SPOILER WARNING: Do not read any further until you have seen the film. And if you have not seen it, stop what you are doing and run to the nearest cinema immediately. It is a profound, deeply affecting, amazing, exciting movie—a true emotional experience.
1) All Our Yesterdays
It was a very wise decision to have a key sequence of scenes set in Caesar’s old home—his human home in Pacific Heights—where he lived in a warm, nurturing environment with a loving human father (Will), grandfather (Charles), and surrogate mother (Caroline). Just being in that house and feeling the memories and ghosts of Caesar’s past was melancholy magic and a treat for fans. The trip down memory lane is also a reminder of why Caesar and Koba see humans so differently. While Caesar was playing chess with Charles, sitting down to family dinners, and going on picnics to Muir Woods—Koba was being tortured, experimented on, and locked up alone in a tiny steel cage. Which leads into number two on this list.
Koba is a tragic—and great—character who plays a Shakespearian role in this epic ape opera.
A word must be said here about the actor who plays Koba—Toby Kebbell. I said in my review of “Dawn” that Andy Serkis deserves a Best Actor Oscar nomination for his work as Caesar. I would add to that, Toby Kebbell gives a performance as Koba worthy of a Best Supporting Actor nod. He makes us feel Koba’s rage, his hurt, his pain—his thirst for vengeance that drives him into madness.
While is easy to hiss at Koba as one of the film’s chief villains, most of us would feel the same way as the brooding bonobo if we had suffered the lifetime of horrors he has endured at the hands of humans. For more on Koba’s backstory read the outstanding “Dawn” prequel novel “Dawn of the Planet of the Apes: Firestorm” by Greg Keyes.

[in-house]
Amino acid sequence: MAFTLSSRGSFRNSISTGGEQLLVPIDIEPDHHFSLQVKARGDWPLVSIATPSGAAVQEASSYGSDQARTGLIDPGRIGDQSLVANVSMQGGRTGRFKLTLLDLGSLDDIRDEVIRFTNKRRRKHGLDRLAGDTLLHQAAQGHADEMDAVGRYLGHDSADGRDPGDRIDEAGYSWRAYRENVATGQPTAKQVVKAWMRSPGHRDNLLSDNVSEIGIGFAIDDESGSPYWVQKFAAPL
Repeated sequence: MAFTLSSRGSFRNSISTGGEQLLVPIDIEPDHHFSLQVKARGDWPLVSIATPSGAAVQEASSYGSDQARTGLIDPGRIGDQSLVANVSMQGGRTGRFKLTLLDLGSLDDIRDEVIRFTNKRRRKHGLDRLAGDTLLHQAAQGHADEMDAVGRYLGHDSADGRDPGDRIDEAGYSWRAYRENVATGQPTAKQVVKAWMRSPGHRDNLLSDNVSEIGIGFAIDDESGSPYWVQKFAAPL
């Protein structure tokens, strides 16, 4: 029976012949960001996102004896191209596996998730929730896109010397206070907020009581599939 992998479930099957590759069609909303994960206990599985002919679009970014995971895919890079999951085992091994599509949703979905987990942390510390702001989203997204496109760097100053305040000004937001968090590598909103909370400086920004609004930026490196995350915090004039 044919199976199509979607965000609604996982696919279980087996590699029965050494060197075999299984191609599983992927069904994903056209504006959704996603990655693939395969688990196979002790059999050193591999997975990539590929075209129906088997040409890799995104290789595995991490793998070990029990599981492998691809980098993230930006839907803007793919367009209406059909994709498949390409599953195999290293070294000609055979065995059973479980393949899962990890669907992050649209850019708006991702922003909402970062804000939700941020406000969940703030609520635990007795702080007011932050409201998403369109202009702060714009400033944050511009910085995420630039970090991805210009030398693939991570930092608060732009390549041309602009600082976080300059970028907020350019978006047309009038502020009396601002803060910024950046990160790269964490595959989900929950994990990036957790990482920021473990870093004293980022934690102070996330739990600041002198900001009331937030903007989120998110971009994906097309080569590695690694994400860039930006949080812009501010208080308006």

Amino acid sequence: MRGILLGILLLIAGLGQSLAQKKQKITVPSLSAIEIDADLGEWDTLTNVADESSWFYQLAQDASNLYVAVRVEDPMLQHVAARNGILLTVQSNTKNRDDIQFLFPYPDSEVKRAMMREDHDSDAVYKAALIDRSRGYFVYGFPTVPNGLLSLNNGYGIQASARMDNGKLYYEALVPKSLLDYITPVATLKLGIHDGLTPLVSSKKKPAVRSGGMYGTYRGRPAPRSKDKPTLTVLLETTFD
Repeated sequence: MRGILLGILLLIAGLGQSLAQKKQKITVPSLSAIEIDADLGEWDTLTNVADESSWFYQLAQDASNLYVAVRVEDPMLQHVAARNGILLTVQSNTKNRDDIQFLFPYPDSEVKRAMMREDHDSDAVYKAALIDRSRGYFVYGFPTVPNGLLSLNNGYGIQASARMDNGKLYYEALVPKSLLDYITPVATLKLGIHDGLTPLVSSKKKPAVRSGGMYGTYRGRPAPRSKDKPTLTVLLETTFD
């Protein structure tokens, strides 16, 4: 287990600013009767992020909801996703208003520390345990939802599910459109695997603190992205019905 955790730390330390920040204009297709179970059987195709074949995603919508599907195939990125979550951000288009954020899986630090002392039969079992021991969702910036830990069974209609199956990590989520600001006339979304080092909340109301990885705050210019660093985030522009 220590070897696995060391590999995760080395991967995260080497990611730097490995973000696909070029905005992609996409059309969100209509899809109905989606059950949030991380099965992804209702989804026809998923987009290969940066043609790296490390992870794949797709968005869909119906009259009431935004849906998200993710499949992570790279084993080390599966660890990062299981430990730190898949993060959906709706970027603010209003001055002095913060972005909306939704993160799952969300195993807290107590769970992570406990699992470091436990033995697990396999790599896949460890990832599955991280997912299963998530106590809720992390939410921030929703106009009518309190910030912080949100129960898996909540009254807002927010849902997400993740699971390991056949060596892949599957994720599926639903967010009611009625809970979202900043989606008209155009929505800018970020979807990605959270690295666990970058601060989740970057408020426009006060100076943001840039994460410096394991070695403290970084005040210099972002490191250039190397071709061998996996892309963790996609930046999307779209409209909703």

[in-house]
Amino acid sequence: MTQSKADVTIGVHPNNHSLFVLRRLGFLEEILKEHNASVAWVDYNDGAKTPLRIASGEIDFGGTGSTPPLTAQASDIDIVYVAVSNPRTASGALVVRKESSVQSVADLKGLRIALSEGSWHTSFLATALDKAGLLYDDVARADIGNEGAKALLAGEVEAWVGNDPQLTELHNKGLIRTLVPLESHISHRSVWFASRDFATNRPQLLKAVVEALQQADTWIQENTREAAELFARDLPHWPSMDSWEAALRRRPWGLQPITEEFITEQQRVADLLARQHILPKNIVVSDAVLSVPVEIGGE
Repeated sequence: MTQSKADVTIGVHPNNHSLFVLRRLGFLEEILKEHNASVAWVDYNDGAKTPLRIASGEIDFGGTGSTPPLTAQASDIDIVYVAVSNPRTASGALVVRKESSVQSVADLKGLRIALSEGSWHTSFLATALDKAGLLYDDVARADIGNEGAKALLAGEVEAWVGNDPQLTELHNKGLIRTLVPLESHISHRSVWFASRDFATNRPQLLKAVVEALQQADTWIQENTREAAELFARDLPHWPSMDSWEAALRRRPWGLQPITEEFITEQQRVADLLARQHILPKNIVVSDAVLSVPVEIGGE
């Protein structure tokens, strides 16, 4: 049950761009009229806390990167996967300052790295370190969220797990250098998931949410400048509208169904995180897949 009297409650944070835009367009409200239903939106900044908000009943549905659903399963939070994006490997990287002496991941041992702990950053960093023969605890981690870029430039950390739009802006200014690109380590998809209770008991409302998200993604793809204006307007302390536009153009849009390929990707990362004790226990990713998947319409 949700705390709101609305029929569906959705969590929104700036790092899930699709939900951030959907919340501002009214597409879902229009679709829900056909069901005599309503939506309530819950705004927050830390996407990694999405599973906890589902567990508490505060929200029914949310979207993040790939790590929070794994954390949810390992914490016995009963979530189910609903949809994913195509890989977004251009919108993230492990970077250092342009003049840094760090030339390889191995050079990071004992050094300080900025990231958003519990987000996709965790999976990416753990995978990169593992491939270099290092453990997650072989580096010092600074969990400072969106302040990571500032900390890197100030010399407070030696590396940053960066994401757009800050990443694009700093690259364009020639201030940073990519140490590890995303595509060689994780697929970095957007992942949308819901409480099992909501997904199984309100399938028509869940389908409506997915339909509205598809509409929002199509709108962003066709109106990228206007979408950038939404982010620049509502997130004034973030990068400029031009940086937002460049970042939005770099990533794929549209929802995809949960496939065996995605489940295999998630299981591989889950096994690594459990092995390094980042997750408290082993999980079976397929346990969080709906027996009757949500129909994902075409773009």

The thing that really adds to the tragic depth of this character and story—Koba was right. If only he could have contained his hatred, stayed loyal to Caesar, went to scout the armory in an official capacity; then maybe, just maybe there could have been peace? Probably not. Dreyfus (Gary Oldman) and his gun fetishists would have launched a sneak attack on Ape City no matter what. And if not him, then someone else. After all—as Caesar says in the film—Koba learned hate from humans. Koba betrayed Caesar, but may have saved the apes after all.
3) Home Movies
This one is an extension of the Caesar’s return to the house where he grew up in. Once again, the attention to detail is astounding and the nostalgic emotions are so powerful; so real. When Caesar finds an old video camera and watches footage of himself as a toddler with Will—it is a desperately needed cathartic moment allowing us emotional closure to all that Caesar lost when he was cruelly ripped from his loving home by humans. The sentimental scene is given an extra layer of depth and poignancy when Malcolm watches from afar, asks who it was on the camera, and Caesar replies, “A good man. Like you.”
4) Maurice Makes a Friend